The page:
Although it takes only an hour and a half to drive there, I had never been to Natland before last Saturday. It is a quiet village just outside Kendal. At the centre old houses surround a large green in front of St Mark’s Church, which is where Clive Walkley tutored a workshop for the North West Early Music Forum. It is a lovely church to sing in, with a warm acoustic and some beautiful stained glass windows. During one of the breaks I talked to Clive’s wife, Jill, and she told me that the two modern windows had been made by their daughter.
One of the modern stained glass windows.
The other modern window.
The music we sang was from a different world, however, and had a very different feel from English music of the same period. We started the day with two motets by Bernadino de Ribera (c.1520-after 1580), a Spanish composer, whose first important post was in Avila, where he would no doubt have had dealings with the young Victoria. From Avila Ribera moved to the cathedral of Toledo, where a choirbook of his music was put together. This choirbook has been severely mutilated, but six motets have been recovered and it was two of these that we rehearsed in editions prepared by Bruno Turner.
The first, ‘Regina caeli laetare’, was fairly joyful: ‘Queen of heaven, rejoice, alleluya…’, a polyphonic piece, making use of imitation, with smoothly flowing lines, nothing extreme, nothing unexpected – a pleasure to sight-sing.
The second motet, ‘Rex autem David’, was in a different mood. Like those well-known motets by Weelkes and Tomkins (‘When David heard’), it sets words of David’s mourning for Absalon (or, as it is more usually spelt, Absalom). Here there was particular interest in the accidentals suggested by Bruno Turner. As Clive explained, accidentals weren’t usually written into scores of Renaissance music, since the singers (or players) would have just known when a note should be sharpened or flattened. However, in the case of ‘Rex autem David’, matters are more complicated because Turner has drawn on two sources for the music, the Toledo choirbook and Valencia partbooks, and the Valencia source does contain a number of accidentals, which if observed give the music a chromatic intensity to match the emotion of the words. His conclusion is that, whether intended by the composer or not, some choirs would have given the repetitions of ‘Absalon’ chromatic flavouring. We sang the motet both with and without the accidentals. It was an interesting exercise, which showed us just how much difference they made.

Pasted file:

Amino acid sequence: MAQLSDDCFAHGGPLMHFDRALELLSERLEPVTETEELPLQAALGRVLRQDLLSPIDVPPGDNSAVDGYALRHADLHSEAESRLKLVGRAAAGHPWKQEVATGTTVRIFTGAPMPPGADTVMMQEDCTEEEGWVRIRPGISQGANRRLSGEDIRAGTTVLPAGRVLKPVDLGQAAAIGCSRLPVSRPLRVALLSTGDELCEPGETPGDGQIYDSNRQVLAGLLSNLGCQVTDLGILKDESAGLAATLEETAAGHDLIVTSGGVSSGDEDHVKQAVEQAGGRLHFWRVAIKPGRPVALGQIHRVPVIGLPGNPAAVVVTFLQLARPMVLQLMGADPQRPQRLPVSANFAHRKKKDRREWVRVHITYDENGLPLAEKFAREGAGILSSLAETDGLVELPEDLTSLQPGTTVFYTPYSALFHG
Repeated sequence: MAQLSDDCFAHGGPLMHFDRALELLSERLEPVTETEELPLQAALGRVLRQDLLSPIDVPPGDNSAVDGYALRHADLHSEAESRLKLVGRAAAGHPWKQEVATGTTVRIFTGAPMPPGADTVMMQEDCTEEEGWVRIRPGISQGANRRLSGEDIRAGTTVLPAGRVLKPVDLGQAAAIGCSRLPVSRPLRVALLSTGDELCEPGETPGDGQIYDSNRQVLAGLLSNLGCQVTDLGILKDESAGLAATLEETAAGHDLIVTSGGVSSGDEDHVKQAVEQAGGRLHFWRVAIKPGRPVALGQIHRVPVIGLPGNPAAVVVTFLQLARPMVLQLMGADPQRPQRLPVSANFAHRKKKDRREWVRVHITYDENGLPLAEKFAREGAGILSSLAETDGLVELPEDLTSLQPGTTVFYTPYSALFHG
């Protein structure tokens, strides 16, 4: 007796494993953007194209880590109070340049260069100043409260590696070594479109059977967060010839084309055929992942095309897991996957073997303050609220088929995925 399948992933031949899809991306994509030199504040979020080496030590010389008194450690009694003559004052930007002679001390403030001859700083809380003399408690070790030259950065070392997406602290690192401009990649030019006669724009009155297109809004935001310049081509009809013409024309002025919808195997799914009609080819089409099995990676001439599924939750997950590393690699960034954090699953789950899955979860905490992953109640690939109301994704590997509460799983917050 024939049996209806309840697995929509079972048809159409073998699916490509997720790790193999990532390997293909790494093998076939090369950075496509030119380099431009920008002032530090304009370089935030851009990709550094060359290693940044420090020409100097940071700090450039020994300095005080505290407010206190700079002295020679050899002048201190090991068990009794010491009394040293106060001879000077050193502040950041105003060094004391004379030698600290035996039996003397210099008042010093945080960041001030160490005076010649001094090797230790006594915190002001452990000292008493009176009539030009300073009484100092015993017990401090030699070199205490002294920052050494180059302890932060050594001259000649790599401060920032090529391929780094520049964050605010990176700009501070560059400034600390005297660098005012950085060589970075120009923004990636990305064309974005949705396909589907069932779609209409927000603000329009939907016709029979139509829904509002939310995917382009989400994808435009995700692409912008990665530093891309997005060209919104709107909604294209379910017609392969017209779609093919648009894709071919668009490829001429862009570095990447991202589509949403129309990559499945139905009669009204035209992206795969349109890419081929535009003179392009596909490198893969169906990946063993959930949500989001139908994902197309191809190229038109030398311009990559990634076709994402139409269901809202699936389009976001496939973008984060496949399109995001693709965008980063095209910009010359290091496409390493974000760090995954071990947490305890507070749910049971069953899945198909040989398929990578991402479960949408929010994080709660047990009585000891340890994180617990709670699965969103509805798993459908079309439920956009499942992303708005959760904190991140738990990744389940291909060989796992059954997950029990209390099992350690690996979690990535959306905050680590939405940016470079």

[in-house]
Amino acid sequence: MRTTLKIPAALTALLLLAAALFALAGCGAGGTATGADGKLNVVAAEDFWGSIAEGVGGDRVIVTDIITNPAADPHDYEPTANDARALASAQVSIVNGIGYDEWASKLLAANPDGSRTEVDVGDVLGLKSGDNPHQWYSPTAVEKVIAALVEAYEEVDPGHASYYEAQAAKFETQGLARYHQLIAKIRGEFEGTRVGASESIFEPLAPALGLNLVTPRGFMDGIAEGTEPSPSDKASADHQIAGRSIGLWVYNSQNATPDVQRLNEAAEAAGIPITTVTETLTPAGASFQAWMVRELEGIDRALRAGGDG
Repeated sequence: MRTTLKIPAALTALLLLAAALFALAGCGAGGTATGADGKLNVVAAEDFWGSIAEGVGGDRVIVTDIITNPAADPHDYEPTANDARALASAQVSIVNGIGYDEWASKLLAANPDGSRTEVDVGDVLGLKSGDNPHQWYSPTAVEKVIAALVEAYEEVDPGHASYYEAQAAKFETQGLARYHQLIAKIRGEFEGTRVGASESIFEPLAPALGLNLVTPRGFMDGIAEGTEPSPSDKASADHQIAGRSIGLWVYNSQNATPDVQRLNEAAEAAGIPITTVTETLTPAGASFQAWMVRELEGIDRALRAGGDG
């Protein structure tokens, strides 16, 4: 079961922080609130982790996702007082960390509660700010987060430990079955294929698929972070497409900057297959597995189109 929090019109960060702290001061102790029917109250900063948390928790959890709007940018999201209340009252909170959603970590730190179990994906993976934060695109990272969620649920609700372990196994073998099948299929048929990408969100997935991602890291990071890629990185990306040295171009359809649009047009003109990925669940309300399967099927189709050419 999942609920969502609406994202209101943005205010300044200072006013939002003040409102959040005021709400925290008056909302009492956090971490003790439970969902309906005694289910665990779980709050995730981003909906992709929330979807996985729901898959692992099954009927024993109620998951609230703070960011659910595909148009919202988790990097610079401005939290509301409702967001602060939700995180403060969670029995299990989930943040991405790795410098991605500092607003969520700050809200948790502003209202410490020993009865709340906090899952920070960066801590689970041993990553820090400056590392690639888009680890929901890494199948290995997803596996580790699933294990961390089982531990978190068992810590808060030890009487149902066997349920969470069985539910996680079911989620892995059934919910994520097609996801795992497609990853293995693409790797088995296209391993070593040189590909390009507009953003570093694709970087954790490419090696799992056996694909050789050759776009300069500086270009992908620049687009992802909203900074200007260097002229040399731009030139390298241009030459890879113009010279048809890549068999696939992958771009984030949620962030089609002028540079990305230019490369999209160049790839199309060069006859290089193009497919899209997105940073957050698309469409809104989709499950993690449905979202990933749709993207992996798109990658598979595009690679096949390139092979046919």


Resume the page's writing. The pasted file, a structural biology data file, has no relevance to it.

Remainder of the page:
[There is a YouTube recording of this piece – with chromatic ‘Absalon’s.]
In fact one of the most interesting aspects of the day was the discussion of the difference between performance practice then – insofar as one can discover it – and now. When I think about the grumbles of today’s choral singers – grumbles in which I’ve shared! – about poor light, not having a full vocal score, having to stand for too long, rehearsals going on too long and so on and so forth…well, it’s worth remembering the conditions for those early cathedral singers!
Taking a break during the workshop.
For most of the afternoon we worked on a Mass by Juan Gutiérrez de Padilla (c.1590-1664), who was born in Spain but spent most of his life in Mexico at the cathedral of Puebla. He writes here for double choir, higher voices in choir 1 (SSAT) and the usual four voice parts in choir 2. The music contrasts polyphony with homophonic passages, makes lively use of exchanges between the two choirs and is characterised by vigorous, syncopated rhythms and off-beat entries. At times, for instance in the second Kyrie, one could feel the liveliness of South American dance rhythms. Padilla’s writing even gives energy to the Credo, which is helpful when there are so many words to get through. But it does entail a curiously jolly setting of the words ‘Crucifixus etiam pro nobis, sub Pontio Pilato, passus et sepultus est’. I was reminded of a piece I had sung earlier this year in Lisbon, a dancelike setting of words about Christ’s suffering on the cross (see my post of 21 April, 2014). I seem to remember Carlos Aransay, our conductor in Lisbon, saying that such a disjunction between words and music is not unusual in Spanish Renaissance music.
As is customary at the workshops run by NWEMF we ended the day by running through all the music we had been rehearsing – far from blemish free, but enormously satisfying. And I drove back down the M6 not exactly singing the tunes, but my head too full of the sound of Spanish Renaissance music to want to listen to the car radio.
St Mark’s Church, Natland.